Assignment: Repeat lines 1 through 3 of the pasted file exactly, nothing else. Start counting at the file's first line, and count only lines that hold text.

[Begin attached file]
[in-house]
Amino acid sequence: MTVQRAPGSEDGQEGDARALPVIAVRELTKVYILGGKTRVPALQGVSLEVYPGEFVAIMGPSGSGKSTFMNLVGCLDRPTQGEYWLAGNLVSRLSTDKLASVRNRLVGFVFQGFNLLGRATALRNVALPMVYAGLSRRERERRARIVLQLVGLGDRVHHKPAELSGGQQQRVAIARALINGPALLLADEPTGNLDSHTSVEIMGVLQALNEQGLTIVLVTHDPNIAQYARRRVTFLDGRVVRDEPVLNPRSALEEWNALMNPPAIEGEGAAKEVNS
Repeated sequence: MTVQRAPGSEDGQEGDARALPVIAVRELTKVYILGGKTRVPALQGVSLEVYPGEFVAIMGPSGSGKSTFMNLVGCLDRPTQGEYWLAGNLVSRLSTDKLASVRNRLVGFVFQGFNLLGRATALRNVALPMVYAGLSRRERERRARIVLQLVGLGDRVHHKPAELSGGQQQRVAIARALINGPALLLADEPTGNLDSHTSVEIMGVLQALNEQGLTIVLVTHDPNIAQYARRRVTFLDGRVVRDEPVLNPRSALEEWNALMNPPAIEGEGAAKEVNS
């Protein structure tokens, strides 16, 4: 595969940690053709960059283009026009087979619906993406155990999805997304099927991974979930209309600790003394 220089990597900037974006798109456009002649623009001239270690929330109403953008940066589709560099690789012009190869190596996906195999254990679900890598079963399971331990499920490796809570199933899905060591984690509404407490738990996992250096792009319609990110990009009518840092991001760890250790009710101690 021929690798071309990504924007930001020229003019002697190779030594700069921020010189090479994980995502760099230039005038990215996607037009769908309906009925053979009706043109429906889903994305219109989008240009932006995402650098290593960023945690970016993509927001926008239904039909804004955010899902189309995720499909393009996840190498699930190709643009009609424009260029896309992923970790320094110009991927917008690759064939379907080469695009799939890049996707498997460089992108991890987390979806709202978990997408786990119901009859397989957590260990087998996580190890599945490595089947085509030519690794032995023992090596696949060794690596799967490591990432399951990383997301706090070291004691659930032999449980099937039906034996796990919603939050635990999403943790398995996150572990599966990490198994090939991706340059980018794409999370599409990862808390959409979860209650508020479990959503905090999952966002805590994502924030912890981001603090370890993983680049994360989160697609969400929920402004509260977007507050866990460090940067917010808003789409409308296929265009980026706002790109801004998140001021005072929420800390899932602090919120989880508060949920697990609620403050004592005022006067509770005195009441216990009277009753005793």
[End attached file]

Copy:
[in-house]
Amino acid sequence: MTVQRAPGSEDGQEGDARALPVIAVRELTKVYILGGKTRVPALQGVSLEVYPGEFVAIMGPSGSGKSTFMNLVGCLDRPTQGEYWLAGNLVSRLSTDKLASVRNRLVGFVFQGFNLLGRATALRNVALPMVYAGLSRRERERRARIVLQLVGLGDRVHHKPAELSGGQQQRVAIARALINGPALLLADEPTGNLDSHTSVEIMGVLQALNEQGLTIVLVTHDPNIAQYARRRVTFLDGRVVRDEPVLNPRSALEEWNALMNPPAIEGEGAAKEVNS
Repeated sequence: MTVQRAPGSEDGQEGDARALPVIAVRELTKVYILGGKTRVPALQGVSLEVYPGEFVAIMGPSGSGKSTFMNLVGCLDRPTQGEYWLAGNLVSRLSTDKLASVRNRLVGFVFQGFNLLGRATALRNVALPMVYAGLSRRERERRARIVLQLVGLGDRVHHKPAELSGGQQQRVAIARALINGPALLLADEPTGNLDSHTSVEIMGVLQALNEQGLTIVLVTHDPNIAQYARRRVTFLDGRVVRDEPVLNPRSALEEWNALMNPPAIEGEGAAKEVNS